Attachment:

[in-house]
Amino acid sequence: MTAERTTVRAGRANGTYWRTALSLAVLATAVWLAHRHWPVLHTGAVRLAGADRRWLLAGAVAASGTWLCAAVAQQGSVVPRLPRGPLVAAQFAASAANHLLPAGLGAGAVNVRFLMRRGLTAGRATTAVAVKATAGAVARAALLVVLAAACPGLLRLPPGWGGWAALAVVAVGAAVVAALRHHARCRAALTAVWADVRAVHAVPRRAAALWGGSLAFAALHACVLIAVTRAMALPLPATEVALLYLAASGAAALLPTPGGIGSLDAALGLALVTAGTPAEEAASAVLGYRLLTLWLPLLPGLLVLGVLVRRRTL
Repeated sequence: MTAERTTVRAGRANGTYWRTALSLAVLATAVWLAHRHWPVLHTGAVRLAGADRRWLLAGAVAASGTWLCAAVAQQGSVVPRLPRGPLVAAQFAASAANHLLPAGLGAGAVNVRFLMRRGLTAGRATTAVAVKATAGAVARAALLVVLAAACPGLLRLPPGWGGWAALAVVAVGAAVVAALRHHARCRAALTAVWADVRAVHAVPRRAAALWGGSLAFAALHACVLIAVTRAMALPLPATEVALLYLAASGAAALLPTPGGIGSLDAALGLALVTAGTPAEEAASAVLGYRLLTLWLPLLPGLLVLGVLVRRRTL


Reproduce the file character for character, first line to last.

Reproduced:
[in-house]
Amino acid sequence: MTAERTTVRAGRANGTYWRTALSLAVLATAVWLAHRHWPVLHTGAVRLAGADRRWLLAGAVAASGTWLCAAVAQQGSVVPRLPRGPLVAAQFAASAANHLLPAGLGAGAVNVRFLMRRGLTAGRATTAVAVKATAGAVARAALLVVLAAACPGLLRLPPGWGGWAALAVVAVGAAVVAALRHHARCRAALTAVWADVRAVHAVPRRAAALWGGSLAFAALHACVLIAVTRAMALPLPATEVALLYLAASGAAALLPTPGGIGSLDAALGLALVTAGTPAEEAASAVLGYRLLTLWLPLLPGLLVLGVLVRRRTL
Repeated sequence: MTAERTTVRAGRANGTYWRTALSLAVLATAVWLAHRHWPVLHTGAVRLAGADRRWLLAGAVAASGTWLCAAVAQQGSVVPRLPRGPLVAAQFAASAANHLLPAGLGAGAVNVRFLMRRGLTAGRATTAVAVKATAGAVARAALLVVLAAACPGLLRLPPGWGGWAALAVVAVGAAVVAALRHHARCRAALTAVWADVRAVHAVPRRAAALWGGSLAFAALHACVLIAVTRAMALPLPATEVALLYLAASGAAALLPTPGGIGSLDAALGLALVTAGTPAEEAASAVLGYRLLTLWLPLLPGLLVLGVLVRRRTL